a world of music, based on the guitar,
and on visualinear tablature
D. L. Stieg
The importance of musical training in an effective and well-rounded approach to general education has been demonstrated repeatedly in numerous recent studies. A definite connection has been established between musical training and a greater aptitude for mathematics and science. An interesting and telling corollary to this connection is given by the fact that most successful people, understood in a broader sense than in commonly accepted measures of success like wealth or fame, are competent amateur musicians. It is now a commonly accepted fact that playing music and doing mathematics are very similar, but the exact nature of the connection between the two is nevertheless seldom discussed.
Music historians and music theorists have weighed in on the interconnection of music and mathematics by means of a traditional emphasis on Pythagorean principles and the theory of intervals. Pythagoras was an ancient Greek who devised exact mathematical proportions to describe pitch and to describe the properties of a vibrating string. These mathematical formulations were used extensively in the development of Western musical instruments, including most of the instruments still in existence today. The theory of intervals is also closely related to mathematics, since numbers are used to express the relative size of the interval or distance between two notes (for example, the interval of a 6th is larger than the interval of a 4th). The stacking of notes above one another in 3rds to form chords is the theoretical foundation of the Major-minor system, which is the harmonic basis of Western music. But while the importance of Pythagorean mathematics and the intervalic basis of Western harmony are clear enough, the more fundamental truth is that music itself is mathematical. To be more specific, quite apart from the mathematical properties of components of the theory of music, music itself is geometric and algebraic.
The geometry of music can most easily be observed in the linear quality of melody, the basic unit of all music. It is not by accident that melodies are commonly referred to as melodic lines. Monophonic (one note at a time) parts of ensemble arrangements are also commonly referred to as lines (for example, the tenor line of a choral arrangement, or the bass line of a rock arrangement). The three characteristics of a line (a start point, a direction of movement, and an end point) are equally descriptive of melodies and monophonic parts, and in a wider sense are descriptive of the development of musical ideas in general. In music there is always a sense of linear motion and forward movement, and a sense of resolution as a result of that movement. It is the sense of purposeful forward movement that distinguishes a melody from a random sequence of notes, and this same sense is an essential component of the elusive definition of musicianship. Competent musicians understand intuitively that melodies and music are not merely sequences of notes, but rather are an expression of ideas and purpose that is framed and defined by forward movement, and are therefore fundamentally linear in character.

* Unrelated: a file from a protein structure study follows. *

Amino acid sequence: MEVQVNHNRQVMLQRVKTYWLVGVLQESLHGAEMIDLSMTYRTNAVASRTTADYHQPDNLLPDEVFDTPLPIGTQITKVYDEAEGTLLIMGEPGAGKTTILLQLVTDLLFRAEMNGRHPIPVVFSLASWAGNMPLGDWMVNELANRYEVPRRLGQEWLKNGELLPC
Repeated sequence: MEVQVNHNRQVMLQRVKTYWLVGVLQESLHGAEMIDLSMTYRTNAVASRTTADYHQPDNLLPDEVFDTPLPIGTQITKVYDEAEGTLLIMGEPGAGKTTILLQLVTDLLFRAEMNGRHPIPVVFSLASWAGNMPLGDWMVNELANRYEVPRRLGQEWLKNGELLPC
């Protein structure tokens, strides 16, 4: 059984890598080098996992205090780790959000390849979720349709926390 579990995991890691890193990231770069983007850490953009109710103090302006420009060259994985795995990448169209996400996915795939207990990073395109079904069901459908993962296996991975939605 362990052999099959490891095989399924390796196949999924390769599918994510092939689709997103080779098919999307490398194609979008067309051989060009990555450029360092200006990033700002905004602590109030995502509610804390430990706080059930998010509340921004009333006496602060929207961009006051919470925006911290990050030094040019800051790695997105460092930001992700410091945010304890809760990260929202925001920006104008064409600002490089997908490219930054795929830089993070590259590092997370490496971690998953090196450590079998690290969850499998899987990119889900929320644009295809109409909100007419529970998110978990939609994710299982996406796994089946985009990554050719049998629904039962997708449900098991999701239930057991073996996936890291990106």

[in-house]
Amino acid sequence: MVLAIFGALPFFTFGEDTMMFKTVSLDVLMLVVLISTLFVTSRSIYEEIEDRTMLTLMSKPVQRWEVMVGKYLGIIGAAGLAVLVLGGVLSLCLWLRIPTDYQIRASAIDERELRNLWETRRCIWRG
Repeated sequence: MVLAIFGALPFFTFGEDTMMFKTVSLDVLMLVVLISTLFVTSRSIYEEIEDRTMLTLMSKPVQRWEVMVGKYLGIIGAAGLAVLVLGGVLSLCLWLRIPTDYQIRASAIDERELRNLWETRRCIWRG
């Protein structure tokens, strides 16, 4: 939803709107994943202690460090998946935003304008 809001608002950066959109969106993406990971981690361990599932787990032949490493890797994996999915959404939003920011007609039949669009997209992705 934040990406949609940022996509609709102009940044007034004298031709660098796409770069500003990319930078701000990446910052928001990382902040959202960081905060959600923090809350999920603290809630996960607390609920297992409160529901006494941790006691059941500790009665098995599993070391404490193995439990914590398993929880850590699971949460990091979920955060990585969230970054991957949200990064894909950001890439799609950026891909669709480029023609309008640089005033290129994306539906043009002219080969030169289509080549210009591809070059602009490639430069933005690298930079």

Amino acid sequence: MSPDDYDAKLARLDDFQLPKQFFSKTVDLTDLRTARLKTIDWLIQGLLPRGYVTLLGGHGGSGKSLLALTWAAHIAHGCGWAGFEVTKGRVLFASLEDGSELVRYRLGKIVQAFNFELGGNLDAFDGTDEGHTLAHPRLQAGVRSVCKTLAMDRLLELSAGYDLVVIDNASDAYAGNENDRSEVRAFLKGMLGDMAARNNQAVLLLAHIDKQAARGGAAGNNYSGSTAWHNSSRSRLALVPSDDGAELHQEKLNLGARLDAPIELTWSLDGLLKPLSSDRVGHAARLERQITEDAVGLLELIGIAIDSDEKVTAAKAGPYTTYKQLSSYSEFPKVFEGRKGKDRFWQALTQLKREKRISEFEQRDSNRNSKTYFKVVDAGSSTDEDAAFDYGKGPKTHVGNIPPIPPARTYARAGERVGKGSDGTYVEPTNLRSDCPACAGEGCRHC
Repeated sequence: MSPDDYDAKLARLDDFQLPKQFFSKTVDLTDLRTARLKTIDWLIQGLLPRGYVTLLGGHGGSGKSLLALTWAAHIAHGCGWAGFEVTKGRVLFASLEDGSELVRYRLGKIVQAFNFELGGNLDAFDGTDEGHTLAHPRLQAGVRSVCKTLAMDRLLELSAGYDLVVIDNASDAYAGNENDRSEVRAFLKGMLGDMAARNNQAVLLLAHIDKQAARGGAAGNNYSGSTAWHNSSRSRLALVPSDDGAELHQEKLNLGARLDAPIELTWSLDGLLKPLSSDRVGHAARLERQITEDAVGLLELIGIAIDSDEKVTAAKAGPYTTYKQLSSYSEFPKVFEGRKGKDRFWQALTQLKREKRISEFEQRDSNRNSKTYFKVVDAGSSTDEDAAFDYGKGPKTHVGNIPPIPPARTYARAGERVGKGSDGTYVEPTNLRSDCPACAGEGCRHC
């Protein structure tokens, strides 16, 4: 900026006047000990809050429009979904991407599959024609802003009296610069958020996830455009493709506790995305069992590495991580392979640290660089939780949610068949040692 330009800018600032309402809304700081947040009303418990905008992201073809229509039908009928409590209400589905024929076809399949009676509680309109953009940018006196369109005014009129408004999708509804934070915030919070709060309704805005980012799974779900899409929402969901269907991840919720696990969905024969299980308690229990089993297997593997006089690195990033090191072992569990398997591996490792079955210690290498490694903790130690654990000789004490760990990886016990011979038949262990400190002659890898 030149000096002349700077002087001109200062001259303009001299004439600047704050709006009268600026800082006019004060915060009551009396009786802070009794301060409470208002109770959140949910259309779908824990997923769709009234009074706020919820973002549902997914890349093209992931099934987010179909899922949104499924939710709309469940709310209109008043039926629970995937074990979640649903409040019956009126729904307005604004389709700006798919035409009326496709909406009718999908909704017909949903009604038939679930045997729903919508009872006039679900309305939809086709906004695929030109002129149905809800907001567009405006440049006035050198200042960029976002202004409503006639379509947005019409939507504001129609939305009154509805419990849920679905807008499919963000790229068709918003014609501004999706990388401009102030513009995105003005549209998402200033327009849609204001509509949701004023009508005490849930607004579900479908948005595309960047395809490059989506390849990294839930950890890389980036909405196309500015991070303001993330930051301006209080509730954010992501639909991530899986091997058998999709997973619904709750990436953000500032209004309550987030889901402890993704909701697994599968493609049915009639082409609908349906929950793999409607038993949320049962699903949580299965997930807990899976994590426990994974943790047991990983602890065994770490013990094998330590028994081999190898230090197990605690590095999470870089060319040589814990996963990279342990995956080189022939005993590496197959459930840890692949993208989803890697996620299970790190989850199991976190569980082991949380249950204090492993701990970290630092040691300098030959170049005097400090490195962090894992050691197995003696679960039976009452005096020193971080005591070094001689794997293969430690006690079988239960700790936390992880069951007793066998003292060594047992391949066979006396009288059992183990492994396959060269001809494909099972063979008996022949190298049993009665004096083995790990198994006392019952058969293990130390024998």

The linear quality of music suggests the representation of rhythm along a single line. Rhythm refers to the timing and duration of notes. Rhythm in turn is a function of meter, which is the progression of evenly timed beats about which music is fashioned. For most music, the beats of meter are grouped into measures containing a uniformly equal number of beats, most commonly four beats per measure, and less commonly three or six beats per measure. By representing the evenly timed beats of meter with evenly spaced marks along a line, the rhythmic timing of the notes of a melody can be indicated spatially and in geometric proportion relative to this sequence of evenly spaced beat marks.
Since most of the notes of simple melodies occur on the beats (coincident with beats), the spatial placement of these notes in vertical alignment with the corresponding beats effectively indicates their rhythmic timing. Apart from occurrence on the beats, the rhythmic timing of notes is determined, and can be represented in geometric proportion, according to how beats are subdivided. Apart from occurrence on the beats, the most common incidence of rhythmic timing is halfway between beats, which results from a binary division (division into two halves) of the beat. Quicker rhythms sometimes require the binary division of one or both half-beats, thus producing a quartering of the beat (in staff notation, a quartering of the beat is indicated by the use of 16th notes).